Pancreatic carcinoma has a poor prognosis, and involvement of major blood vessels and metastatic disease are the most common factors that preclude curative resection [1, 15]. Therefore, the mainstay of treatment at present is palliative, and there has been little advancement in new palliative treatments in the last few decades. Symptoms requiring palliation include anorexia, nausea, vomiting, weight loss and epigastric and back pain [15, 16]. Nausea and vomiting are due to mechanical and functional impairment of gastric and duodenal emptying. Pain results from malignant involvement of the splanchnic plexus, or from obstruction to the pancreatic duct. Biliary obstruction may cause jaundice often associated with intractable pruritus. Most symptoms are progressive and reflect locally advanced disease at presentation. A proportion of patients undergo attempted resection but at the time of operation the presence of local and/or distant disease, and invasion of the major vessels, prevents any surgical resection, and palliation is resorted to. Surgical palliation consists of biliary, and or gastric bypass,and an increasing number of patients are undergoing this form of treatment . Palliation is also possible by endoscopic stenting of the obstructed common bile duct . The ideal palliation would include the relief of pain, jaundice and gastro-duodenal obstruction, to improve quality of life measures with minimum morbidity. Local tumour destruction by electrolysis may not affect the overall tumour biology but may ameliorate the mass effect of the tumour, decrease tumour burden and destroy afferent nerves and could be performed at the time of biliary by-pass.
There are several ablative techniques that are currently being investigated and employed mainly for liver tumours. Several of these techniques rely on a direct thermal insult to cause local tissue ablation. These include interstitial laser therapy , radiofrequency ablation , and cryotherapy . Thermal ablative techniques have limitations, particularly related to cytokine release in "cryoshock phenomenon"[22, 23] and charring in the heat methods . Pancreatic cryotherapy has been reported in a single study, but the data reported was inadequate to make any conclusions . A recent report of radiofrequency ablation in the porcine pancreas has shown this to be feasible and safe .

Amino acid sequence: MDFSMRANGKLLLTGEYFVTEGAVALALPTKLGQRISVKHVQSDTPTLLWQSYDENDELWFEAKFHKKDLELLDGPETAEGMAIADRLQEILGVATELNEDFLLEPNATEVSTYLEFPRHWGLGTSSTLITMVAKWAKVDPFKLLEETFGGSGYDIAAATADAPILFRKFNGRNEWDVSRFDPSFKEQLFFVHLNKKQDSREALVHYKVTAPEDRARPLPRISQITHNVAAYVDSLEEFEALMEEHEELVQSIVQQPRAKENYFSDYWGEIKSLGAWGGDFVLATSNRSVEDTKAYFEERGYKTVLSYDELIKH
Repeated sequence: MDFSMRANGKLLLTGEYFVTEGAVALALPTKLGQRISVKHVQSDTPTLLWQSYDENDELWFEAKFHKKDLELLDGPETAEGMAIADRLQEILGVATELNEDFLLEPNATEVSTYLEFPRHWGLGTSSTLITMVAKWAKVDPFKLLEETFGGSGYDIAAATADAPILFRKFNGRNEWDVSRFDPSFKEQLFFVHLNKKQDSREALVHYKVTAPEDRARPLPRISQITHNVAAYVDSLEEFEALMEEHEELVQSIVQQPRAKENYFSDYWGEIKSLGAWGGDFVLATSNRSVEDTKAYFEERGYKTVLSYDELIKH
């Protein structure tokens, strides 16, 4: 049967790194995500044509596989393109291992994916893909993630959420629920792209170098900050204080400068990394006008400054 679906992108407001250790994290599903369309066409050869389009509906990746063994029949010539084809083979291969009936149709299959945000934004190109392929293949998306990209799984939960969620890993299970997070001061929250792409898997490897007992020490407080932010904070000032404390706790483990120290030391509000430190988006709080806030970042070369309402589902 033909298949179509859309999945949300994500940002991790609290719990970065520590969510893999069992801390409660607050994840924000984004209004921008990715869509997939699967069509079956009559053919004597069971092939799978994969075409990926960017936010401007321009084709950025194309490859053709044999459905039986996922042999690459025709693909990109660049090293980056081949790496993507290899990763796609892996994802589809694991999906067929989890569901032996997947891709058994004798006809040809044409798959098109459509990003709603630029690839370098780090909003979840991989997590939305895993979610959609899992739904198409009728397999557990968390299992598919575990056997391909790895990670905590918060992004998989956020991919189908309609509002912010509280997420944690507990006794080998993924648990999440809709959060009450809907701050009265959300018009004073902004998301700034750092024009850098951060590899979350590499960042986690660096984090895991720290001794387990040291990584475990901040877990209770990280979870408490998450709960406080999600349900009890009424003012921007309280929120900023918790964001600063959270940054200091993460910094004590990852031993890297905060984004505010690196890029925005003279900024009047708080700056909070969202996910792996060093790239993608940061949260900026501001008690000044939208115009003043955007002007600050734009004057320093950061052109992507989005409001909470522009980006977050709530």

Electrolysis has the potential to be adapted for pancreatic tissue ablation. A direct current is passed through a conductive medium between a pair of electrodes. Platinum electrodes appear ideal as they are relatively inert, but also have potential anti-neoplastic properties in the formation of platinum salts [27–29]. Tissue electrolysis produces sodium hydroxide and hydrogen at the cathode (alkaline), and hydrochloric acid and chlorine gas at the anode (acidic) [4–6]. The significant pH changes produced by electrolysis are cytotoxic and cause localised tissue necrosis . Electrolytic ablation does not rely on a thermal effect [8, 30].